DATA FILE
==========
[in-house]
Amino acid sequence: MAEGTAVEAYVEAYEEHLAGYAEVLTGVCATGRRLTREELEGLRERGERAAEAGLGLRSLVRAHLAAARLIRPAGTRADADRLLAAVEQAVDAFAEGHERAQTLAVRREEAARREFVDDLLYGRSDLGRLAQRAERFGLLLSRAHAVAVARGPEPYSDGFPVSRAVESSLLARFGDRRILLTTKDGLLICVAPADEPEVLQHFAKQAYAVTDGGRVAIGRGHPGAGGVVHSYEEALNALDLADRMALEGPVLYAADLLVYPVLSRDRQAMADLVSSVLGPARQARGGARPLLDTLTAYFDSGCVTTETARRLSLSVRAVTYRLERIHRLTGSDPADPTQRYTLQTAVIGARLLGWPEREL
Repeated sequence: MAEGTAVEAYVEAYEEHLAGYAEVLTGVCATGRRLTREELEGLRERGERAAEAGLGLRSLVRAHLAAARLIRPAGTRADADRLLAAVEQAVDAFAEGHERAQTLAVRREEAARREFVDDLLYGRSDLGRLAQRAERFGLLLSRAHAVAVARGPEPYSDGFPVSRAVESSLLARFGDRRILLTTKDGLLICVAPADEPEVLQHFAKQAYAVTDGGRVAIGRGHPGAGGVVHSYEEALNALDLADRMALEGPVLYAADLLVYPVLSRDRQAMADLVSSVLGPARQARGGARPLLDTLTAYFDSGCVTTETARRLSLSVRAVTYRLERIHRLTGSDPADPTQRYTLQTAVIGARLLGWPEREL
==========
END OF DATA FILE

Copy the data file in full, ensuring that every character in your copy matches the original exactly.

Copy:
[in-house]
Amino acid sequence: MAEGTAVEAYVEAYEEHLAGYAEVLTGVCATGRRLTREELEGLRERGERAAEAGLGLRSLVRAHLAAARLIRPAGTRADADRLLAAVEQAVDAFAEGHERAQTLAVRREEAARREFVDDLLYGRSDLGRLAQRAERFGLLLSRAHAVAVARGPEPYSDGFPVSRAVESSLLARFGDRRILLTTKDGLLICVAPADEPEVLQHFAKQAYAVTDGGRVAIGRGHPGAGGVVHSYEEALNALDLADRMALEGPVLYAADLLVYPVLSRDRQAMADLVSSVLGPARQARGGARPLLDTLTAYFDSGCVTTETARRLSLSVRAVTYRLERIHRLTGSDPADPTQRYTLQTAVIGARLLGWPEREL
Repeated sequence: MAEGTAVEAYVEAYEEHLAGYAEVLTGVCATGRRLTREELEGLRERGERAAEAGLGLRSLVRAHLAAARLIRPAGTRADADRLLAAVEQAVDAFAEGHERAQTLAVRREEAARREFVDDLLYGRSDLGRLAQRAERFGLLLSRAHAVAVARGPEPYSDGFPVSRAVESSLLARFGDRRILLTTKDGLLICVAPADEPEVLQHFAKQAYAVTDGGRVAIGRGHPGAGGVVHSYEEALNALDLADRMALEGPVLYAADLLVYPVLSRDRQAMADLVSSVLGPARQARGGARPLLDTLTAYFDSGCVTTETARRLSLSVRAVTYRLERIHRLTGSDPADPTQRYTLQTAVIGARLLGWPEREL